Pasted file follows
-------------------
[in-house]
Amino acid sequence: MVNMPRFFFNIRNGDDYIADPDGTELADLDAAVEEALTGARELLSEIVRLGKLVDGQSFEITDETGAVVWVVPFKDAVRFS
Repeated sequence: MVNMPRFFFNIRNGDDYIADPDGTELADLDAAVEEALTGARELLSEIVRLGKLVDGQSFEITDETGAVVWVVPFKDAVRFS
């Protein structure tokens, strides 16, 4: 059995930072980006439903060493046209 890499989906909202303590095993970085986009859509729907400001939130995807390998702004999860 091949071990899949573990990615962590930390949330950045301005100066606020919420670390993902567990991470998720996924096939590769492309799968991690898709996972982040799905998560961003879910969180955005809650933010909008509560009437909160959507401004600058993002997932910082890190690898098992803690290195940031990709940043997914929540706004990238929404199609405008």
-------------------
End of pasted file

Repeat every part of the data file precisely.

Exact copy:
[in-house]
Amino acid sequence: MVNMPRFFFNIRNGDDYIADPDGTELADLDAAVEEALTGARELLSEIVRLGKLVDGQSFEITDETGAVVWVVPFKDAVRFS
Repeated sequence: MVNMPRFFFNIRNGDDYIADPDGTELADLDAAVEEALTGARELLSEIVRLGKLVDGQSFEITDETGAVVWVVPFKDAVRFS
């Protein structure tokens, strides 16, 4: 059995930072980006439903060493046209 890499989906909202303590095993970085986009859509729907400001939130995807390998702004999860 091949071990899949573990990615962590930390949330950045301005100066606020919420670390993902567990991470998720996924096939590769492309799968991690898709996972982040799905998560961003879910969180955005809650933010909008509560009437909160959507401004600058993002997932910082890190690898098992803690290195940031990709940043997914929540706004990238929404199609405008």